“As part of Seattle’s Climate Action Now initiative,” Carrasco said. “Putting more fuel-efficient large fleet vehicles into service is a big step. It’s important that our customers know we are reducing our environmental impact while meeting their energy needs. We want them to know that we are ‘walking the talk.’”
Working without the engine running also reduces the amount of noise crews will make while doing their jobs. City Light has assigned both vehicles to swing shift crews for evening work when this feature will provide the most benefit to customers.
City Light acquired the trucks through its participation in a program by the Electric Power Research Institute. EPRI promotes energy efficiency, electric-drive vehicles and smart-grid technology.
In 2005, Seattle City Light became the first large utility in the nation to achieve net-zero greenhouse gas emissions and has continued that status ever since. It remains the only large utility in the United States to achieve such success.
City Light is a municipally owned utility that provides electricity to about 1 million people in the greater Seattle area, who enjoy the lowest rates in the region and of any large city in the country.
The Seattle Aquarium unveiled Seattle’s first solar hot water demonstration project June 16, a system that will reduce the Aquarium’s use of natural gas by preheating water used in the second floor café. Installed with financial support from Seattle City Light and Puget Sound Energy, the five solar panels will shrink the Aquarium’s carbon footprint by 2.5 tons of CO2 each year, and teach the Aquarium’s 800,000 visitors about renewable energy sources.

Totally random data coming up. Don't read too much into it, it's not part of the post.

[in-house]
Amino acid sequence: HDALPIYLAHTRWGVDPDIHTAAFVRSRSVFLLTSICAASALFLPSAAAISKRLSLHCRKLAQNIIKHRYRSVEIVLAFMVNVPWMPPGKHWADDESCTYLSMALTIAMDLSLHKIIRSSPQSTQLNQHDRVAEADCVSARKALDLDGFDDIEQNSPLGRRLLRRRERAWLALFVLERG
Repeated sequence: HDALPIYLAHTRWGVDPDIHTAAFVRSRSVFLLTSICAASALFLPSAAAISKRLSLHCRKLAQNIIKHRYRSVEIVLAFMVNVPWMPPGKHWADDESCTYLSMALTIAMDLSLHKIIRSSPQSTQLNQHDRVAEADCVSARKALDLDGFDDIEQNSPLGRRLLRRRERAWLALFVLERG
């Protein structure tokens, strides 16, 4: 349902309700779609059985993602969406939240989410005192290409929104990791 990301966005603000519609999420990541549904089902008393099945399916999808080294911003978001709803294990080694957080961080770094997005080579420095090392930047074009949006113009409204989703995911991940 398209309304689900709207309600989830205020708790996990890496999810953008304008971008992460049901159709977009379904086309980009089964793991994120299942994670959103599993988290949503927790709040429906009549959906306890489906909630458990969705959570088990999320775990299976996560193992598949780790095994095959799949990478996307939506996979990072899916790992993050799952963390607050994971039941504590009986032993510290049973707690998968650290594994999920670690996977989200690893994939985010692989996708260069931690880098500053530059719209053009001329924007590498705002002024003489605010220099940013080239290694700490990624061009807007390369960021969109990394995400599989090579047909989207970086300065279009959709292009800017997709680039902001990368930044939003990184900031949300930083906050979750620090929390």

“Sustainable energy is linked to sustainable oceans,” Aquarium Director John Braden said. “Over 200 years of increasing CO2 emissions have carbonated the oceans and increased its acidity, threatening marine food webs, including plankton, shellfish, fish, birds, mammals and humans. With this solar project, we hope to provide a model of sustainability that can inspire our visitors and other zoos and aquariums to do what they can to take Climate Action Now.”
The solar hot water system cost about $28,000 to install. City Light and Puget Sound Energy each paid $11,630 with the Aquarium Society contributing $2,000 and the Aquarium paying $3,000.
“Seattle might be known as Rain City, but solar works in Seattle,” Seattle City Light Conservation Director Bob Balzar said. “This public-private partnership shows how renewable energy can help us meet our everyday needs while reducing our impact on the planet.”
This is the first solar hot water demonstration project in Seattle. Both utilities have installed numerous solar electric power systems in homes and schools in their service territories. PSE is also using a solar hot water system at its Skagit Service Center in Burlington.
“As a utility, we know that smart energy choices are a vital part of taking care of Puget Sound waters,” said Kimberly Harris, executive vice president and chief resource officer for PSE. “This solar hot water heating project demonstrates how new energy technologies can help preserve our region’s marine life.”
Signage at the Aquarium will provide visitors with information about the project and how solar and other renewable energy could be used in their homes. An interactive display providing real-time data about the system’s performance is planned. City Light and Puget Sound Energy offer a variety of incentives for residents and businesses to install solar equipment and energy-saving features. For more information, please see www.seattle.gov/light or www.pse.com.